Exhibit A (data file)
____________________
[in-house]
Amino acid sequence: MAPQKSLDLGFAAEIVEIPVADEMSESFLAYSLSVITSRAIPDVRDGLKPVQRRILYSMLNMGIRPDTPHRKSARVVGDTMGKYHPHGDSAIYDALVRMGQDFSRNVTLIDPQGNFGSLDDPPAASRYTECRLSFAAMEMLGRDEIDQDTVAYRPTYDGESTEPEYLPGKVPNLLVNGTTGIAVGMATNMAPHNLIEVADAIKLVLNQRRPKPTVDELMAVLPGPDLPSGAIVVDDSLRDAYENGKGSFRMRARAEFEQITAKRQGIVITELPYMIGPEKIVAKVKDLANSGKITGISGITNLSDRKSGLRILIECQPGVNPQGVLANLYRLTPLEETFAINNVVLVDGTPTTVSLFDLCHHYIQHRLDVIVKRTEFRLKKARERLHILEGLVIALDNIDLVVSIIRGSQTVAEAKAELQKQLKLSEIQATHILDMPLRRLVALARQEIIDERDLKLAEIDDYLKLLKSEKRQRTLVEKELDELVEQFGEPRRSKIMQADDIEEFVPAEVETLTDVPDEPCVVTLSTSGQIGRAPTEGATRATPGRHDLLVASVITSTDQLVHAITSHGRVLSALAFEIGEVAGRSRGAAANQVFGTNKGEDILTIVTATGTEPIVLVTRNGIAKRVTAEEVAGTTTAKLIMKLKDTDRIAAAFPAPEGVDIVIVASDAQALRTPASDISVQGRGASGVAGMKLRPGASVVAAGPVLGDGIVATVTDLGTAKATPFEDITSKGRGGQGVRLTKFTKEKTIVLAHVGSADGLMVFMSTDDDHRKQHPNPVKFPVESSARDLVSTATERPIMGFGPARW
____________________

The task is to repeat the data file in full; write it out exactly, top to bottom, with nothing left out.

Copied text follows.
[in-house]
Amino acid sequence: MAPQKSLDLGFAAEIVEIPVADEMSESFLAYSLSVITSRAIPDVRDGLKPVQRRILYSMLNMGIRPDTPHRKSARVVGDTMGKYHPHGDSAIYDALVRMGQDFSRNVTLIDPQGNFGSLDDPPAASRYTECRLSFAAMEMLGRDEIDQDTVAYRPTYDGESTEPEYLPGKVPNLLVNGTTGIAVGMATNMAPHNLIEVADAIKLVLNQRRPKPTVDELMAVLPGPDLPSGAIVVDDSLRDAYENGKGSFRMRARAEFEQITAKRQGIVITELPYMIGPEKIVAKVKDLANSGKITGISGITNLSDRKSGLRILIECQPGVNPQGVLANLYRLTPLEETFAINNVVLVDGTPTTVSLFDLCHHYIQHRLDVIVKRTEFRLKKARERLHILEGLVIALDNIDLVVSIIRGSQTVAEAKAELQKQLKLSEIQATHILDMPLRRLVALARQEIIDERDLKLAEIDDYLKLLKSEKRQRTLVEKELDELVEQFGEPRRSKIMQADDIEEFVPAEVETLTDVPDEPCVVTLSTSGQIGRAPTEGATRATPGRHDLLVASVITSTDQLVHAITSHGRVLSALAFEIGEVAGRSRGAAANQVFGTNKGEDILTIVTATGTEPIVLVTRNGIAKRVTAEEVAGTTTAKLIMKLKDTDRIAAAFPAPEGVDIVIVASDAQALRTPASDISVQGRGASGVAGMKLRPGASVVAAGPVLGDGIVATVTDLGTAKATPFEDITSKGRGGQGVRLTKFTKEKTIVLAHVGSADGLMVFMSTDDDHRKQHPNPVKFPVESSARDLVSTATERPIMGFGPARW